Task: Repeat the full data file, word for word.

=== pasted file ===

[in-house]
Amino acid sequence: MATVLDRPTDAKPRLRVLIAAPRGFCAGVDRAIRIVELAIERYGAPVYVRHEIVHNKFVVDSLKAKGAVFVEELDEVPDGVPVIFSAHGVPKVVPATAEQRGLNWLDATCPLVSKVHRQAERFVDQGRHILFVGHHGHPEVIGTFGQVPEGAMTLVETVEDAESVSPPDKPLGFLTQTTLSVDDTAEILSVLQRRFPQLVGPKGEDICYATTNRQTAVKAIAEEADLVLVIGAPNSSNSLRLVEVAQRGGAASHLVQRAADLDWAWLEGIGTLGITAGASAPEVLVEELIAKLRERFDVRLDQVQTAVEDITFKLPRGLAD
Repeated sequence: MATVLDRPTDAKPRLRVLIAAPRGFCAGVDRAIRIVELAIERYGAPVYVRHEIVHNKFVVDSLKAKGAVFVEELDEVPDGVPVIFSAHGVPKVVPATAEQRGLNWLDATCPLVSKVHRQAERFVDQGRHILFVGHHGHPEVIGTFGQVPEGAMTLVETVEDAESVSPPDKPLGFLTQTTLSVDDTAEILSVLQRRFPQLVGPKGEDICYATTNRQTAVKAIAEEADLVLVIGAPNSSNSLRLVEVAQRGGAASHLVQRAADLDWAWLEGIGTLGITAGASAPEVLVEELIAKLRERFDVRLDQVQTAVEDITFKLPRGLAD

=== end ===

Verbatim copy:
[in-house]
Amino acid sequence: MATVLDRPTDAKPRLRVLIAAPRGFCAGVDRAIRIVELAIERYGAPVYVRHEIVHNKFVVDSLKAKGAVFVEELDEVPDGVPVIFSAHGVPKVVPATAEQRGLNWLDATCPLVSKVHRQAERFVDQGRHILFVGHHGHPEVIGTFGQVPEGAMTLVETVEDAESVSPPDKPLGFLTQTTLSVDDTAEILSVLQRRFPQLVGPKGEDICYATTNRQTAVKAIAEEADLVLVIGAPNSSNSLRLVEVAQRGGAASHLVQRAADLDWAWLEGIGTLGITAGASAPEVLVEELIAKLRERFDVRLDQVQTAVEDITFKLPRGLAD
Repeated sequence: MATVLDRPTDAKPRLRVLIAAPRGFCAGVDRAIRIVELAIERYGAPVYVRHEIVHNKFVVDSLKAKGAVFVEELDEVPDGVPVIFSAHGVPKVVPATAEQRGLNWLDATCPLVSKVHRQAERFVDQGRHILFVGHHGHPEVIGTFGQVPEGAMTLVETVEDAESVSPPDKPLGFLTQTTLSVDDTAEILSVLQRRFPQLVGPKGEDICYATTNRQTAVKAIAEEADLVLVIGAPNSSNSLRLVEVAQRGGAASHLVQRAADLDWAWLEGIGTLGITAGASAPEVLVEELIAKLRERFDVRLDQVQTAVEDITFKLPRGLAD